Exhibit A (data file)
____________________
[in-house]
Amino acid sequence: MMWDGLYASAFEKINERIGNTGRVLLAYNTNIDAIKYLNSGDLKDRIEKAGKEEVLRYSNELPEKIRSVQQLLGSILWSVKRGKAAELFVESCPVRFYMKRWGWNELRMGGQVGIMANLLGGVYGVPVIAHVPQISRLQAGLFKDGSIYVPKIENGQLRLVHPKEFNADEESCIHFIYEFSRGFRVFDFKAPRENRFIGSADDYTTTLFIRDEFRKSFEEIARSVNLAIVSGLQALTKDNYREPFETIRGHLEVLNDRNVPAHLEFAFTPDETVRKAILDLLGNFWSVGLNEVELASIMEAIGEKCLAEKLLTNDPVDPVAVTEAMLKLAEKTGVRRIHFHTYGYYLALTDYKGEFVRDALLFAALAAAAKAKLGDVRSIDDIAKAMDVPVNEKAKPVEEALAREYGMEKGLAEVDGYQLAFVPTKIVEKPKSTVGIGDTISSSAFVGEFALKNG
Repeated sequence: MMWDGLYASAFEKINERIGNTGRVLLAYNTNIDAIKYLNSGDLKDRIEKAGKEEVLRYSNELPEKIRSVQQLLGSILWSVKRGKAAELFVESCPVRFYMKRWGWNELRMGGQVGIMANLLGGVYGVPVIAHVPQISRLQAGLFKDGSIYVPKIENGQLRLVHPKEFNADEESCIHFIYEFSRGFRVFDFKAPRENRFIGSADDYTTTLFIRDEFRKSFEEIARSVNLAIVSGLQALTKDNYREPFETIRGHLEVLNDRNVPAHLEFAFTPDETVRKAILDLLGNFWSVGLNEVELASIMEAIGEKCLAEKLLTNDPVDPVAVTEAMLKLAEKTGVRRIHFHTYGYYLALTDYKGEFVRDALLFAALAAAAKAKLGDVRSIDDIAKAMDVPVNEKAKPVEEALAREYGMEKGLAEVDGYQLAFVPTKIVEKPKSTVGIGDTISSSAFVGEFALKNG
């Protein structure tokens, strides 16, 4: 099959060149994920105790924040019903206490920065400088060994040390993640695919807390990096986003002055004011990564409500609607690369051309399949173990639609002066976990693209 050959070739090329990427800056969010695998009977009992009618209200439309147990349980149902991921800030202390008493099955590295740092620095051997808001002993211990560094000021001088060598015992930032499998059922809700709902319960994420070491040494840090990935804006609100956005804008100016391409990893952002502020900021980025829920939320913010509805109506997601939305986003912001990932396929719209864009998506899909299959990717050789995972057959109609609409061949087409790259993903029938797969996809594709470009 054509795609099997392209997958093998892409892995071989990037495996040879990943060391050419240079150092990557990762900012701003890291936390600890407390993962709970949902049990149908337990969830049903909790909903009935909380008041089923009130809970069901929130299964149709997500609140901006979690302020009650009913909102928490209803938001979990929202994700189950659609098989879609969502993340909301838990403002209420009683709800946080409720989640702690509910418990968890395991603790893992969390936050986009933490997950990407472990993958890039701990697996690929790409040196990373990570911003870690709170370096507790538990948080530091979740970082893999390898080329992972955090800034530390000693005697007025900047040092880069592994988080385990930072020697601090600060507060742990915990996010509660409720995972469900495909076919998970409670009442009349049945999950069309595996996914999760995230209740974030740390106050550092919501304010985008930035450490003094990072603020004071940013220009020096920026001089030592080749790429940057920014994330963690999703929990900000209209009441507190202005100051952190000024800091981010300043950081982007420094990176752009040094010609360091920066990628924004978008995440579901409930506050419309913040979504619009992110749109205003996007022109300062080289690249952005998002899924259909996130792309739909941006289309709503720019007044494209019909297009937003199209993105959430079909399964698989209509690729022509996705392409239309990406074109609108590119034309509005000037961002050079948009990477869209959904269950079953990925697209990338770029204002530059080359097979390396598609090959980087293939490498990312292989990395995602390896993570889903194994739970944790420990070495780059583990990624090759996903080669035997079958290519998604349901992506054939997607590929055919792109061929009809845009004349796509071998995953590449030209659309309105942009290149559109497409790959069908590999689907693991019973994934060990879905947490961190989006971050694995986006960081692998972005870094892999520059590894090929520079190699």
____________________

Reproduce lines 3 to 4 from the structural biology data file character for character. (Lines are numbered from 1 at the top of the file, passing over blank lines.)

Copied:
Repeated sequence: MMWDGLYASAFEKINERIGNTGRVLLAYNTNIDAIKYLNSGDLKDRIEKAGKEEVLRYSNELPEKIRSVQQLLGSILWSVKRGKAAELFVESCPVRFYMKRWGWNELRMGGQVGIMANLLGGVYGVPVIAHVPQISRLQAGLFKDGSIYVPKIENGQLRLVHPKEFNADEESCIHFIYEFSRGFRVFDFKAPRENRFIGSADDYTTTLFIRDEFRKSFEEIARSVNLAIVSGLQALTKDNYREPFETIRGHLEVLNDRNVPAHLEFAFTPDETVRKAILDLLGNFWSVGLNEVELASIMEAIGEKCLAEKLLTNDPVDPVAVTEAMLKLAEKTGVRRIHFHTYGYYLALTDYKGEFVRDALLFAALAAAAKAKLGDVRSIDDIAKAMDVPVNEKAKPVEEALAREYGMEKGLAEVDGYQLAFVPTKIVEKPKSTVGIGDTISSSAFVGEFALKNG
């Protein structure tokens, strides 16, 4: 099959060149994920105790924040019903206490920065400088060994040390993640695919807390990096986003002055004011990564409500609607690369051309399949173990639609002066976990693209 050959070739090329990427800056969010695998009977009992009618209200439309147990349980149902991921800030202390008493099955590295740092620095051997808001002993211990560094000021001088060598015992930032499998059922809700709902319960994420070491040494840090990935804006609100956005804008100016391409990893952002502020900021980025829920939320913010509805109506997601939305986003912001990932396929719209864009998506899909299959990717050789995972057959109609609409061949087409790259993903029938797969996809594709470009 054509795609099997392209997958093998892409892995071989990037495996040879990943060391050419240079150092990557990762900012701003890291936390600890407390993962709970949902049990149908337990969830049903909790909903009935909380008041089923009130809970069901929130299964149709997500609140901006979690302020009650009913909102928490209803938001979990929202994700189950659609098989879609969502993340909301838990403002209420009683709800946080409720989640702690509910418990968890395991603790893992969390936050986009933490997950990407472990993958890039701990697996690929790409040196990373990570911003870690709170370096507790538990948080530091979740970082893999390898080329992972955090800034530390000693005697007025900047040092880069592994988080385990930072020697601090600060507060742990915990996010509660409720995972469900495909076919998970409670009442009349049945999950069309595996996914999760995230209740974030740390106050550092919501304010985008930035450490003094990072603020004071940013220009020096920026001089030592080749790429940057920014994330963690999703929990900000209209009441507190202005100051952190000024800091981010300043950081982007420094990176752009040094010609360091920066990628924004978008995440579901409930506050419309913040979504619009992110749109205003996007022109300062080289690249952005998002899924259909996130792309739909941006289309709503720019007044494209019909297009937003199209993105959430079909399964698989209509690729022509996705392409239309990406074109609108590119034309509005000037961002050079948009990477869209959904269950079953990925697209990338770029204002530059080359097979390396598609090959980087293939490498990312292989990395995602390896993570889903194994739970944790420990070495780059583990990624090759996903080669035997079958290519998604349901992506054939997607590929055919792109061929009809845009004349796509071998995953590449030209659309309105942009290149559109497409790959069908590999689907693991019973994934060990879905947490961190989006971050694995986006960081692998972005870094892999520059590894090929520079190699």